I mixed it in the blender for a bit until everything was well incorporated. You can definitely taste the banana and at times the arugula as well, but, all in all, it was pretty good. Salud!

IMG_2856


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Coconut oil: Is is all True?

This winter has been the most brutal winter we have seen in a while, at least on the east coast. I for one struggled with keeping my skin hydrated. I was constantly putting on lotion, but no matter how often I reapplied, my skin was still very dry… and I never had this problem in previous winters. I started looking for other things to that could help with my skin woes. Coconut oil has been named as a “cure-all” for these types of issues. Can it be true? Can this oil be the solution to all our problems?

It is said that Coconut oil helps with digestion, heart disease, immune system, weight loss, etc. I am not suggesting to start eating spoonfuls of the stuff (that would be just gross), but can this oil really have these many benefits? And if so, what about the other oils? I set out to do some research on the Google machine and a little experimentation of my own….

Cooking and Baking: I bought coconut oil on a whim last year. Not having a lot of knowledge on the product, I decided to use it to sauté veggies one night for dinner. I used a couple of tablespoons with veggies and put them with some pasta. My boyfriend and I found the end result…. interesting. It didn’t have a coconut taste exactly but it definitely created a different taste to the veggies. I then started substituting it for butter and vegetable oils when baking and, as you have seen in my previous posts, I have loved the end result.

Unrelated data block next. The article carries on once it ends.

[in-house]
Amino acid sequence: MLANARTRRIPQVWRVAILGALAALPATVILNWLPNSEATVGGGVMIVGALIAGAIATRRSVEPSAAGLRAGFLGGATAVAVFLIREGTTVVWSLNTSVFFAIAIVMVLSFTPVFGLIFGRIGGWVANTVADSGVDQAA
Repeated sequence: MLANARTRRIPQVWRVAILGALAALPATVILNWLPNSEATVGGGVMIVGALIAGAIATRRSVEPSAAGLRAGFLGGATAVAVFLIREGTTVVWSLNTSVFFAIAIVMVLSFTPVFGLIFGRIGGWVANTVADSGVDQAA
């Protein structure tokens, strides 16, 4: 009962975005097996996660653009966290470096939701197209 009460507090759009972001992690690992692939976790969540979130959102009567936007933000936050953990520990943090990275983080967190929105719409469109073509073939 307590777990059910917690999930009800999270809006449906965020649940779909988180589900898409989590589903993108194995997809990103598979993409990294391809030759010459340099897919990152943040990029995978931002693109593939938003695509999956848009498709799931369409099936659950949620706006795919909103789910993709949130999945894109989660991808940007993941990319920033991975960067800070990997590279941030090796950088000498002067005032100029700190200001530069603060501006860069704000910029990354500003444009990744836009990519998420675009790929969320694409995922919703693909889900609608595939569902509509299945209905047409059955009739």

Coconut oil can also sustain a higher level of heat and not have a negative effect like extra-virgin olive oil which will lose its taste if heat is used.

Skin Care: Coconut oil is found in certain chapstick ingredients, soaps, etc. I tried some coconut oil on my hands, especially on dry areas, and it worked! It leaves your skin slightly oily and eventually dries, but the dry patches were gone later that day and lasted a couple of days until it eventually came back.